'Kadaikutty Singam' will be my angriest film yet: Director Pandiraj

Published: 14th June 2018 02:00 AM  |   Last Updated: 14th June 2018 02:03 AM   |  A+A-

A still from the movie 'Kadaikutty Singam'

Express News Service

Director Pandiraj is cognisant that his last film, Idhu Namma Aalu, didn’t get the reach he wanted for it. “Heroes can afford two or three of their films flopping and still remain sought-after. Directors, however, do not have that luxury,” he says. “It isn’t healthy for the industry. But you have to look at it from the production side too. Cinema, all said and done, is still equated with gambling and to borrow a parable, it is only natural that people bet on a winning horse.”

So how did he come to be that dependable winning horse? “I work hard. That is the one constant all through my journey.

If we work hard to tell a story, I believe that it will help us in turn.” He cites the example of Kadaikutty Singam as a project he has put much effort into. “The film has a rural setup and we wanted lush greens and rains to paint the screen with. Unlike Kathakali, where we had to use the rain effect for just one day, here, we were blessed with natural rain. For another song, we wanted the grass to be a bit dry and brown, and guess what, we got accommodating weather in the second schedule again. This is why I believe films design themselves.”

Pandiraj, of course, realises that this sort of fortune is accidental. “Typically, a director has a one-liner for every scene when shooting. But I go one step further and take into account several hypothetical situations. For instance, what if there were rain when we are shooting? You cannot be prepared enough.”
I ask if this is why he thinks of himself as a producer’s director. He smiles in response, and admits to being so. “I believe it is the responsibility of every director to get the producer his money back. 2-D gave me this opportunity because Pasanga 2 worked within the budget we set out to do, keeping in mind all the artistes on the roll.”

While on artistes, Kadaikutty Singam has as many as 29 important characters. “Yes. I think this has as many characters as all my previous films put together (laughs). There are five-six scenes where we needed to have them all on screen. Imagine the logistical nightmare. But I think we have handled it all well.” He thinks of this film as his most challenging, after Pasanga. “But I have worked the hardest for this film.”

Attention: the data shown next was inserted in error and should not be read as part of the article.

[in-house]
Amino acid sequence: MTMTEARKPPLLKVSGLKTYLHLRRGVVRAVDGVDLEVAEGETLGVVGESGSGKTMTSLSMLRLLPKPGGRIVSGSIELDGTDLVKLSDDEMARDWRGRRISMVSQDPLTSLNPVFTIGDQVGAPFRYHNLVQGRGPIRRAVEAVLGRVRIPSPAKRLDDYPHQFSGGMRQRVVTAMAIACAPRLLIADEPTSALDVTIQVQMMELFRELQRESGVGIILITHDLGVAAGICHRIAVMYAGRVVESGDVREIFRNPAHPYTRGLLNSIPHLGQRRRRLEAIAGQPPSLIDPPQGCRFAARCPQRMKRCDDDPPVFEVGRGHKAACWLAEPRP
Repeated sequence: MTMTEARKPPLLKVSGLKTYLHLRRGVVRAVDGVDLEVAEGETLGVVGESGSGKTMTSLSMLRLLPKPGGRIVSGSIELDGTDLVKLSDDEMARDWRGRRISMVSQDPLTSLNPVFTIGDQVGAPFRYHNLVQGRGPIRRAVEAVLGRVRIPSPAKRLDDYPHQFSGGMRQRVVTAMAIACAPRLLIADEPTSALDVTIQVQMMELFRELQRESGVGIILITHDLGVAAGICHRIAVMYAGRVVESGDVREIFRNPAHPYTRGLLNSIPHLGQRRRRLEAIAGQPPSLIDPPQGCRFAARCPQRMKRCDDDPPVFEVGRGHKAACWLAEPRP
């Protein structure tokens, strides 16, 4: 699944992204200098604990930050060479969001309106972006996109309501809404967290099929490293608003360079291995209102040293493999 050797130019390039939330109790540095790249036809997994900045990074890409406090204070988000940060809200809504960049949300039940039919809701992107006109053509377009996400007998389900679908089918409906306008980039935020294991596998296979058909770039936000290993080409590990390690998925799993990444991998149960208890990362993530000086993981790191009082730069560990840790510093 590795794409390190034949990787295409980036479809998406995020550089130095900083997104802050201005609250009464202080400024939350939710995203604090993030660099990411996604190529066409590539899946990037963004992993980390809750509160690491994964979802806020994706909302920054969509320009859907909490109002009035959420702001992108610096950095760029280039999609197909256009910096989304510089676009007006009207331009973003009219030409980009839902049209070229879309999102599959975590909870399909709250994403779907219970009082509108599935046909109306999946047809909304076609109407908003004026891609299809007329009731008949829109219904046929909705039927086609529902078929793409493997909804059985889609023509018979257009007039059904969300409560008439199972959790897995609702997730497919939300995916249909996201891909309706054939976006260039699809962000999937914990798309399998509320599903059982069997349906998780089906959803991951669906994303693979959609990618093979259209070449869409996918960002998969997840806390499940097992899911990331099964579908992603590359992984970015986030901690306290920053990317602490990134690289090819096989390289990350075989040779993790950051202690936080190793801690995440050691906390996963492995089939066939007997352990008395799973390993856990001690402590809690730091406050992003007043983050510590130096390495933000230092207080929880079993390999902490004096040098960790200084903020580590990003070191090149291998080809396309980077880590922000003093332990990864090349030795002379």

Despite all the films he’s done so far, Pandiraj is a director who’s known to work with a lot of new actors. “I remember how hard I worked to get my first break in this industry. So I consciously try to introduce atleast four-five people per film in some way.”

Even actors like Sayyeshaa and Priya Bhavani Shankar who have done films before, are newcomers to him in a sense. “I haven’t seen either of their first films. I just liked the way they carried themselves in interviews.” Another quirk of Pandiraj’s is that he has worked with as many as eight composers so far in his eight-film-old career. “It’s not planned. (laughs) I really wanted to work with Yuvan after Kedi Billa...but couldn’t. I’ve also not worked with the same editor in more than two films. I think these things just happen.”

Kadaikutti Singam marks Karthi’s return to the rural backdrop after Paruthiveeran and Komban. “I think he had doubts over my ability as a director. People had told him I am too serious; that I fight a lot. Meanwhile, I’d heard that Karthi likes to ask a lot of questions while shooting. But a week into the shoot, we synced so well that we wanted to do another film together.”

So much did they bond that Pandiraj says that if he had wanted Karthi to, say, ride a motorbike into the crowd, he would have done so. “We had no fights on the sets whatsoever. He is a person who asks questions, yes, but it was the right amount and always meant to precipitate healthy discussions.”
Kadaikutty Singam, the director says, is about the elder sister-brother bond, a relationship not much shown in our cinema. “It is not a revolutionary story; just your everyday slice-of-life drama.”

There’s an agriculture angle to this film too. “My father, mother, in-laws... everyone is into farming. We have seen firsthand how this generation is discouraged from taking it up as a profession. I needed to make a film to encourage them to keep at it.” So an angry message movie? “Anger is a mainstay in all my films, but this is my angriest film yet. The issues of farmers are often over-dramatised. I wanted to make a film with a farmer for a hero, who takes great pride in being one. If you treat it as a business, it can be profitable.”

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